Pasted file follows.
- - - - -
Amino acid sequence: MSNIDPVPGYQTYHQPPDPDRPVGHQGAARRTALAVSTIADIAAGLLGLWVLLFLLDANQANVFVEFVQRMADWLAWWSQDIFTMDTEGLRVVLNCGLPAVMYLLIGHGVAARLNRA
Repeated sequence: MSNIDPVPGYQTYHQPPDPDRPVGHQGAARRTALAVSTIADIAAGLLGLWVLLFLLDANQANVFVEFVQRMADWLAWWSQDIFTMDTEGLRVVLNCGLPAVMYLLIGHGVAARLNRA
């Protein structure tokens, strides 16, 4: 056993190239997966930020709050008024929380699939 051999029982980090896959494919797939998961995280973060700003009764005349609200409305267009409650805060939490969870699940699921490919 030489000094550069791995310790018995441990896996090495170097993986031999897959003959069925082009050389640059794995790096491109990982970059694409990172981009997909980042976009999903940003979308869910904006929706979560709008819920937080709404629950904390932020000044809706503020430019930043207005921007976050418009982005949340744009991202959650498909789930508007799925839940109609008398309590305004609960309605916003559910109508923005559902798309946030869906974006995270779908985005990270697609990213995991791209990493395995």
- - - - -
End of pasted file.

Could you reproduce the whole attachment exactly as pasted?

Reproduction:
Amino acid sequence: MSNIDPVPGYQTYHQPPDPDRPVGHQGAARRTALAVSTIADIAAGLLGLWVLLFLLDANQANVFVEFVQRMADWLAWWSQDIFTMDTEGLRVVLNCGLPAVMYLLIGHGVAARLNRA
Repeated sequence: MSNIDPVPGYQTYHQPPDPDRPVGHQGAARRTALAVSTIADIAAGLLGLWVLLFLLDANQANVFVEFVQRMADWLAWWSQDIFTMDTEGLRVVLNCGLPAVMYLLIGHGVAARLNRA
């Protein structure tokens, strides 16, 4: 056993190239997966930020709050008024929380699939 051999029982980090896959494919797939998961995280973060700003009764005349609200409305267009409650805060939490969870699940699921490919 030489000094550069791995310790018995441990896996090495170097993986031999897959003959069925082009050389640059794995790096491109990982970059694409990172981009997909980042976009999903940003979308869910904006929706979560709008819920937080709404629950904390932020000044809706503020430019930043207005921007976050418009982005949340744009991202959650498909789930508007799925839940109609008398309590305004609960309605916003559910109508923005559902798309946030869906974006995270779908985005990270697609990213995991791209990493395995």